Evolution of new genes then gets an extra helping hand such gene duplicates themselves generate as stretches of such duplicated information make it more likely that such tandemly repeating genes cross over in future.
Next we get a glimpse of part of the huge pile of evidence that exists which supports the theory of evolution.
The diagram shows a scheme for the evolution of the oxygen-carrying proteins in vertebrates.
This agrees with the relationships seen in these organisms based on data from others fields. If evolution were not true then there would be no reason why this should be so - unless the “intelligent designer” wanted these creatures to look like they evolved.
Next this textbook takes us through the two key lines of evidence that support the theory that the globin genes evolved in this way;
“Evidence that the β-globin gene cluster arose by repeated duplication and divergence is provided by a comparison of nucleotide sequences within gene families and between species. Although exon sequences remain closely related, intron sequences vary, and may even be quite unrelated. Further evidence that the two globin gene clusters arose by repeated duplication comes from the study of genes that cause the human disease thalassaemia.”3 pp 383
Just as an interesting aside at this point, you may be familiar with the common claims made by creationists that , unlike Darwinians they predict that “junk DNA” will have a function. Well, here is real science on the subject;
“But what is the role of non-coding DNA? The presence of extensive amounts of it in eukaryote genomes (Figure 8.11) is still a puzzle for molecular biologists.One possibility is that the non-coding DNA has no function but is tolerated by the genome because of the absence of selective pressure to lose it. Another possibility is that non-coding DNA has a range of functions that so far have eluded molecular biologists. It is also possible that it has a completely different type of role in genome organization. Some of it at least has a physical role, such as the telomeres which protect the ends of chromosomes (Figure 8.4) and the centromeres, which are also composed of repetitive DNA, and which play a role in the separation of chromatids during mitosis (Chapter 7).”3 pp 383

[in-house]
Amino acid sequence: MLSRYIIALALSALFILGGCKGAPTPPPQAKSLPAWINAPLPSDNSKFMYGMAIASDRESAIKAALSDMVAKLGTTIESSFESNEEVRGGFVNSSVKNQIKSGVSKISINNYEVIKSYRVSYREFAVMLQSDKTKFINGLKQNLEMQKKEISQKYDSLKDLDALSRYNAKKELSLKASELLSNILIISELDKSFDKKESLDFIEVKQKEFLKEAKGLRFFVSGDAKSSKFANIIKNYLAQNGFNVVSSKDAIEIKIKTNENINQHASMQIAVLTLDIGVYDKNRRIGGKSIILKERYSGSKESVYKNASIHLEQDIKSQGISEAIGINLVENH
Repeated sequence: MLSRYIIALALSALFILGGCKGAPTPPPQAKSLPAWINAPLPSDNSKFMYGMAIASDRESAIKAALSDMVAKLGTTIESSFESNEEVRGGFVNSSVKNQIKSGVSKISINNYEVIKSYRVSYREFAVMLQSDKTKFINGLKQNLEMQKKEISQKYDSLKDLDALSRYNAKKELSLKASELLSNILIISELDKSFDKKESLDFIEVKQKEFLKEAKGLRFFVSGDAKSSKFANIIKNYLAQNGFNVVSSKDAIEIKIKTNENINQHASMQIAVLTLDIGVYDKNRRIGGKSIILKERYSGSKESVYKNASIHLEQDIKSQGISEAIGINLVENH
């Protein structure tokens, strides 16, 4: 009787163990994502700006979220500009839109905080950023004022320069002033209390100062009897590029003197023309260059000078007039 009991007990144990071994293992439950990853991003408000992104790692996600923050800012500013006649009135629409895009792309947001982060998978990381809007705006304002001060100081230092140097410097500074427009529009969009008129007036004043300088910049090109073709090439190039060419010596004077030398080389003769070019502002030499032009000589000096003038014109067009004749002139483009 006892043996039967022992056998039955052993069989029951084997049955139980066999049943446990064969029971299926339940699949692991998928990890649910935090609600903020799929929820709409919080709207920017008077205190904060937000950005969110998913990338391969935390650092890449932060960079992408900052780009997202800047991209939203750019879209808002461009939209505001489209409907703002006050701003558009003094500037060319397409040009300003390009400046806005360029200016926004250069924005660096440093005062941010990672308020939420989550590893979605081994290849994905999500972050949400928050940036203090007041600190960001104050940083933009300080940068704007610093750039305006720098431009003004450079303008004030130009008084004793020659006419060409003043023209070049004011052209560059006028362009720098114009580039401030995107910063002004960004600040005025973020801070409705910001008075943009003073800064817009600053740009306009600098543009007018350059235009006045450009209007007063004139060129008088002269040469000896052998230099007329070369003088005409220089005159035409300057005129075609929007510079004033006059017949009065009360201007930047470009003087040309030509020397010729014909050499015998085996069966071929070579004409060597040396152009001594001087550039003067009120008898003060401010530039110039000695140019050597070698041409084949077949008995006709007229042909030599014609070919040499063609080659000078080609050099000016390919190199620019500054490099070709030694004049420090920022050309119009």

Finally we are told about another feature of DNA that further explains the generation of new information. Protein domains and exon shuffling.
Functional proteins are made from amino acid sequences, the content of which is taken from the DNA sequence. Such DNA sequences are not continuous but consists of exons (coding for bits of the gene) interspersed with introns (non-coding sequences).
A domain is a structural unit of a protein. A part of the overall protein and sometimes we see that these domains correspond to the exons of the gene.
This means that any of the mechanisms we have already discussed that might result in a shuffling of the exons can lead to a new protein.
“The appearance of related exons in different genes support the important hypothesis: many genes are assembled from exons whose products perform particular functions.
It is believed that the organization of DNA coding sequences as a series of exons separated by longer introns has greatly facilitated the generation of new proteins.”3 pp 386
As a last word from this excellent text book a little bit of scientific humility;
“It is impossible to devise experiments that would prove that many genes have been assembled from combinations of exons encoding proteins that successfully perform particular functions. However, as seen in this chapter, the processes of gene duplication, exon duplication and transposition do occur, and combinations of these processes could bring about exon shuffling.” 3 pp 387
3 The Open University publication “The Core of Life Volume 2” 2nd Edition 2007, Jill Saffrey (editor) chapter 8, “DNA and Genome Evolution”
This article and others is available from BCSE Downloadable Resources in the leaflet entitled "Information Argument Exposed".